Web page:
As caregiver to my mom and sister, both of whom were diagnosed with paranoid schizophrenia, I got good at pretending I was fine. From the outside looking in, I played the role of someone who had it all together. On the rare occasion when somebody would ask me, “Are you okay?” or “What’s the matter?” my automatic responses would be “I’m fine” and “Nothing.” Few people ever bothered to inquire further. Why would they? I gave them no reason to. And my mental health suffered.
I became an expert at keeping secrets and hiding my real feelings deep inside. Raised in a Sicilian household, our unwritten code was “cosa nostra“: What happened in the family stayed in the family. It’s part of the reason why my mamma went undiagnosed for years. It’s part of the reason why my little sister suffered in silence, despite being mercilessly bullied in school. And it’s part of the reason why I found myself suicidal, having concluded there was no other way out of my living a life of obligation.
The fear and stigma associated with having any mental health issues shames us into silence. And that’s dangerous. Silence suffocates. Stuffing down our feelings and ignoring them only amplifies our problems. Giving our feelings a voice and demanding that they be heard is essential to good mental health.
Why does mental health matter?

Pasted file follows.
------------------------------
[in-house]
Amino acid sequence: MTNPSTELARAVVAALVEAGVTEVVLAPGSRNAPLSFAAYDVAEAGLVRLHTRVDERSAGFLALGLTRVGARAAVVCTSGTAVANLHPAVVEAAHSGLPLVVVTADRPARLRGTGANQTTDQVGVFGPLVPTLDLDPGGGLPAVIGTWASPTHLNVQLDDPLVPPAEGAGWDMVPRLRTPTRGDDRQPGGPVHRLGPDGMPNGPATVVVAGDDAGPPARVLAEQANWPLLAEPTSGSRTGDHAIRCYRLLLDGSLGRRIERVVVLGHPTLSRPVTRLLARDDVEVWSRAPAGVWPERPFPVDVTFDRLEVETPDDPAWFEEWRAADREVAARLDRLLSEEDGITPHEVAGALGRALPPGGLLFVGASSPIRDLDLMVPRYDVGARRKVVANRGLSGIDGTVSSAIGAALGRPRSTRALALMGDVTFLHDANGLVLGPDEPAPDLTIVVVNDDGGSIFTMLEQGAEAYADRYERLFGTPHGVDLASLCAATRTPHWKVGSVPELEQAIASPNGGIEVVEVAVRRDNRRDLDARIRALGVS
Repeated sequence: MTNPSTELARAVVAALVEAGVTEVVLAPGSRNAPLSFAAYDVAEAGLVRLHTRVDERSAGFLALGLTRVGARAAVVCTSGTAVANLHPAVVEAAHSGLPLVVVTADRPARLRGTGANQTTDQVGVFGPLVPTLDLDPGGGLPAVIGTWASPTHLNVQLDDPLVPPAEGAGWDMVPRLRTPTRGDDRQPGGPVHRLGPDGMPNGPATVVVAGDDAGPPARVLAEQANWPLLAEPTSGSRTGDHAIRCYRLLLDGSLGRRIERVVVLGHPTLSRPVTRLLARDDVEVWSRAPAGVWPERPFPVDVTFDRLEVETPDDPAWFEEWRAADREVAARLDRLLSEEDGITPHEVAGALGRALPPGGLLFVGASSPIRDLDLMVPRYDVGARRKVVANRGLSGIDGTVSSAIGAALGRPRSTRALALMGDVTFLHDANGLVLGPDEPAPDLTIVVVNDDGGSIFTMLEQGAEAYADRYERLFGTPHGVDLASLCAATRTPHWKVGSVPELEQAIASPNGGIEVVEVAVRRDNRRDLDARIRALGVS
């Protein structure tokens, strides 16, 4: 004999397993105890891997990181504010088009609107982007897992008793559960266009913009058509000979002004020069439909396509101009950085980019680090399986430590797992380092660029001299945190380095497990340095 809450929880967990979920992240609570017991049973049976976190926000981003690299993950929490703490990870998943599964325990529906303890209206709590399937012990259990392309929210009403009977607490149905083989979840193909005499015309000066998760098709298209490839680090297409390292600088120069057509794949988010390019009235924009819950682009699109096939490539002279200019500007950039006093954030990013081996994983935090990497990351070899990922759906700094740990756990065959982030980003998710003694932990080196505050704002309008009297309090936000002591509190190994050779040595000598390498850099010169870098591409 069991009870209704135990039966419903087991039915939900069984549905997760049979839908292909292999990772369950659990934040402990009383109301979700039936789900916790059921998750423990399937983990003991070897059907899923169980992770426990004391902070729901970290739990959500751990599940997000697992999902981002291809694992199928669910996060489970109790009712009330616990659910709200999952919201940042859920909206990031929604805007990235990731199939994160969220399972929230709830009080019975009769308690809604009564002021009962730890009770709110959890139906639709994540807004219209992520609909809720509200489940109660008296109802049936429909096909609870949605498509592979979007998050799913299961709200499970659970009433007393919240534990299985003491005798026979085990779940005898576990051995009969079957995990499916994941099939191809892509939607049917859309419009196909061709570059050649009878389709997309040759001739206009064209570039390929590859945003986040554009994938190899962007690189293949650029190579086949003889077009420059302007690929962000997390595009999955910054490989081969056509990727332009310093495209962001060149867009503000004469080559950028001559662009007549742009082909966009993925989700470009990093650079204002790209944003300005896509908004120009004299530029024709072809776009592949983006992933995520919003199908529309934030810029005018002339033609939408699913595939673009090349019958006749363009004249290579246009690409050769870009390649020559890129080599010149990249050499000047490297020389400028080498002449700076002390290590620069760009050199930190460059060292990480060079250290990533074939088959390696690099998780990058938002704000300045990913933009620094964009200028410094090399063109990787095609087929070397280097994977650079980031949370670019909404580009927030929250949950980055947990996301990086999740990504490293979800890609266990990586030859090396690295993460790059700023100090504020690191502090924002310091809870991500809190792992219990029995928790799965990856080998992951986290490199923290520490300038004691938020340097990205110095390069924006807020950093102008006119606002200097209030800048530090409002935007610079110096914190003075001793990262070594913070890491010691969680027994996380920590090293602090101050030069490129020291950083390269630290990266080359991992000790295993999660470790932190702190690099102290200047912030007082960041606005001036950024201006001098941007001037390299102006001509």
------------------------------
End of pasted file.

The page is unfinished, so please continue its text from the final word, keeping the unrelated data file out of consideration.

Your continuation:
The Duke of Sussex Prince Harry when asked about his mental health video series in partnership with Oprah said it best: “I truly believe that good mental health – mental fitness – is the key to powerful leadership, productive communities and a purpose-driven self.”
Asking for help, reaching out and saying, “Hey, I’m not okay,” is a sign of strength, not weakness. Your mental health matters and making it a priority is empowering — for you and for everyone else around you. So to that end, during Mental Health Month which starts today, I’ll be posting on my Facebook page daily a series of “How Do I Feel?“ faces and emotions with quick tips to help deal with and heal whatever it may be you’re feeling.
And if you have been pretending that everything is fine, here’s a bit more on that plus a few more things to consider stopping. :
1. Stop Pretending
One of my favorite books is The Four Agreements: A Practical Guide to Personal Freedom by Don Miguel Ruiz. It’s a code of conduct to live by that’s empowering. The first agreement is to be impeccable with your word. Say what you mean and mean what you say. So if you’re struggling, don’t hide it, don’t apologize for it, and don’t judge yourself, no matter what it is you’re feeling. If you give it a voice, it loses its power over you. You’ll feel so much more free and, in that, you’ll gain clarity over your situation and solutions.
2. Stop Thinking You’re On Your Own
Sometimes, the more self-sufficient and accomplished we are, the more we have a tendency to think we have to do everything ourselves. But the very thing that makes you powerful can be your kryptonite. And no matter how much of a Superhero you may be, we all have our limits. So before you completely deplete your energy, know that you’re never alone. Asking others for help not only recharges your mental health but also empowers the person helping you. So start asking for the help you need, even if you aren’t sure what that help might be. Give others a chance to be there for you, just as you’ve been there for them.
3. Stop Listening To Those Voices In Your Head